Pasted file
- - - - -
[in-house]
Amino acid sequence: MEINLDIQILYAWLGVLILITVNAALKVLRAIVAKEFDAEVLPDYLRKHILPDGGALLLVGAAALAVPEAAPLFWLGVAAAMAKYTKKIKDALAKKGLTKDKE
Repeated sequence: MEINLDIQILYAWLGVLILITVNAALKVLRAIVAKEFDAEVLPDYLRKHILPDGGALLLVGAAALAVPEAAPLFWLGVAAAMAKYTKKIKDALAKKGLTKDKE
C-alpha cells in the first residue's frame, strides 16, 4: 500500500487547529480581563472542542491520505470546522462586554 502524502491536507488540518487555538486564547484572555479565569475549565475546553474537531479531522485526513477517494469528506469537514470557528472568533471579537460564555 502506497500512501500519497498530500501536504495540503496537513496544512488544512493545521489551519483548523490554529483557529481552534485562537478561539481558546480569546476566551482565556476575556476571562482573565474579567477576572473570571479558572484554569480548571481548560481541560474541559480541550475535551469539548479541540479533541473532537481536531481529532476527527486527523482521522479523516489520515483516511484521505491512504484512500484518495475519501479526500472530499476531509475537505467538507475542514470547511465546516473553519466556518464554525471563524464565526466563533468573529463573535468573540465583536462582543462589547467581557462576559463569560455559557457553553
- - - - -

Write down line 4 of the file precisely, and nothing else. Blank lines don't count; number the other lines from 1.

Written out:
C-alpha cells in the first residue's frame, strides 16, 4: 500500500487547529480581563472542542491520505470546522462586554 502524502491536507488540518487555538486564547484572555479565569475549565475546553474537531479531522485526513477517494469528506469537514470557528472568533471579537460564555 502506497500512501500519497498530500501536504495540503496537513496544512488544512493545521489551519483548523490554529483557529481552534485562537478561539481558546480569546476566551482565556476575556476571562482573565474579567477576572473570571479558572484554569480548571481548560481541560474541559480541550475535551469539548479541540479533541473532537481536531481529532476527527486527523482521522479523516489520515483516511484521505491512504484512500484518495475519501479526500472530499476531509475537505467538507475542514470547511465546516473553519466556518464554525471563524464565526466563533468573529463573535468573540465583536462582543462589547467581557462576559463569560455559557457553553